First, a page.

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    Copyright: The following text is for personal information only. Any professional use or publication in written or electronic form is subject to an agreement with AIM, 17 rue Rebeval, F-75019 Paris, France

    MON, 19 FEB 1996 21:17:47 GMT

    The First Agreement on British-Serb Academic Cooperation


    AIM London, February 18, 1996

    In the beginning of nineties, when nationalism was in full swing in Serbia, history of human foolishness was adorned with a new "gem": a witty citizen of Serbia mocked at his nationalism-intoxicated fellow-citizens by founding an Association for Reversing the Flow of the River Sava! Nothing coming from Croatia is of any good, so how can a river be?! Instead of flowing from Croatia towards Serbia - should members of this association be persistent in their demands - the river will start flowing upstream, from Serbia towards Croatia. Telephone lines of the association became red-hot from calls of those who believed that massive membership was directly proportionate with the possibility of reversing the flow of the Sava.

    The previous story sounds absurd, and yet sociologists have diagnosed the illness which results in such developments a long time ago. "We must take quite seriously the warning of Karl Popper (*) that the ideas of new collectivism and old tribalistic logic keep us clenched within 'closed society', society founded on the idea of organic community, whose basis in the case of almost all former Yugoslav republics is - the nation", says Dr Vukasin Pavlovic, professor of the Faculty of Political Sciences in Belgrade, whose book translated into English has just been published: "Repressed Civic Society". The book is a part of a project two leading world sociologists also worked on, British John Keane and George Schopflin.

    Professor Pavlovic has recently signed a three-year contract on cooperation with Westminster University, London. It refers to a joint study in the sphere of political sciences and international relations.

    Serbia was a part of a closed society for decades, and interruption of its cultural and economic exchange with neighbours and the world caused by the war and the sanctions of the international community, pushed it further away from the model of "open society", which Professor Pavlovic advocates and defines as a society of tolerance where all forms of social and human communication exist, and where there are no illusions about perfection of institutions and ideas.

    The project these two academic institutions will work on has manifold significance for the Belgrade partner: it will enable exchange of scientific personnel, it will create opportunities for exchange of experience and accomplishments and, most of all - it will provide support to young, pro-European oriented scientists from Belgrade for establishment of contacts with colleagues from Britain.

    Professor Margaret Blunden, dean of Westminster University, explains her reasons for signing the first British contract on cooperation with an academic institution from Serbia since the beginning of the war: "We can do more by working together than by working apart from each other. This is not the first cooperation of this kind with a university abroad. In case of Belgrade University - their interests are very close to ours. Our Centre for Democratic Studies has specialized in political theory and theory of democracy. At the same time, this is something our colleagues in Belgrade consider to be a burning theoretical issue at this moment in Serbia." Due to similar interests, they will cooperate in two more fields - studies of security and studies of European integration. "European integration is an enormous political issue in Britain, but since a large portion of former Yugoslavia has separated into independent states and since the war has finally ended, these independent states will show an increasing interest for rapprochement with the European Union or even integration into it", Professor Blunden says.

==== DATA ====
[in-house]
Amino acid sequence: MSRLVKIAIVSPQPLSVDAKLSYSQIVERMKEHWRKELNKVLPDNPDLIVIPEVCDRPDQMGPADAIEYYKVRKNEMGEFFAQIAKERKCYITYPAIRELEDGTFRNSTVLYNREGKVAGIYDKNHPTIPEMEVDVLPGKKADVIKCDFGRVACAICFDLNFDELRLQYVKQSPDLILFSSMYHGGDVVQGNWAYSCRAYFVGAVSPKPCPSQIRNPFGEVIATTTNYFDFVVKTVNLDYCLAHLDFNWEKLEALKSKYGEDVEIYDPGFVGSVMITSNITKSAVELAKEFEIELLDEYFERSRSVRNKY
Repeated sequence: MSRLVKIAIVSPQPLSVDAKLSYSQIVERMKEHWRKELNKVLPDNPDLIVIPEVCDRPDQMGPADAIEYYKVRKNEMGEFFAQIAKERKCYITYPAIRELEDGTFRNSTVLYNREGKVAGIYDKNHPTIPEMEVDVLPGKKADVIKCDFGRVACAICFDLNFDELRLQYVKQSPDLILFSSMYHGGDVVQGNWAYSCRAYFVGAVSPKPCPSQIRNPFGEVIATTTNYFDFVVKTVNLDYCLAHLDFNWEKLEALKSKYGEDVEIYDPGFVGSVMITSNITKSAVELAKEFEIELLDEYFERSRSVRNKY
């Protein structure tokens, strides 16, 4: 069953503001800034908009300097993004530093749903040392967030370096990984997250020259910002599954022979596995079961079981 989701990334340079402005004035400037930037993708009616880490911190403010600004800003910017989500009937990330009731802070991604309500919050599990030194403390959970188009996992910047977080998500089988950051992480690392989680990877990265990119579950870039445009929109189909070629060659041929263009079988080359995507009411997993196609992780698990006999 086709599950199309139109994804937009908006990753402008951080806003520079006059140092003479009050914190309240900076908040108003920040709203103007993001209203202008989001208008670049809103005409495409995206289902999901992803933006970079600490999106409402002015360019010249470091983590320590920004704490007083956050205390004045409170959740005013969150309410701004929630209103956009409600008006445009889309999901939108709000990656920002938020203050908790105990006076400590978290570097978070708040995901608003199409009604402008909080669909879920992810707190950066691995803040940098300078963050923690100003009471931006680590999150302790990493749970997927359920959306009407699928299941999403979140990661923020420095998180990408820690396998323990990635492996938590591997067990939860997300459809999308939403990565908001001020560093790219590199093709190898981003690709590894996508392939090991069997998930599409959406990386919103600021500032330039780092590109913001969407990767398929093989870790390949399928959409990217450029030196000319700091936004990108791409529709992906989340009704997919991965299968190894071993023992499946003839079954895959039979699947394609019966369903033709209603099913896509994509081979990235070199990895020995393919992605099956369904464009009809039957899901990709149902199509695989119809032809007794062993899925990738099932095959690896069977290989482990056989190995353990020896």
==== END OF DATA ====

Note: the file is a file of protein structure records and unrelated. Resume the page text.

Professor Vukasin Pavlovic sees longterm effects in increasing prospects for development of political thought in Serbia and creation of preconditions for development of theory of democracy, which would contribute to democratic changes in Serbia.

    The first step in realization of the project was a discussion at the round table in London on the subject: Transformations of War - Violence and Civil War in Former Yugoslavia. The discussion was organized by Professor John Keane and professor Vukasin Pavlovic.

    "It is high time to replace the leitmotiv of the Iliad with the leitmotiv of Odyssey - return home, if peace takes root, of course. The way home is paved with two kinds of mines - political-administrative and real ones - in Bosnia alone, six million unexploded mines. As concerning the first kind of mines - obstacles, assistance of our British colleagues is exceptionally significant, they will help us to acquire a more objective assessment of ourselves and our society", Professor Pavlovic says, expressing, together with Professor Blunden, hope that the cooperation will last longer than three years.

    Milica Pesic AIM London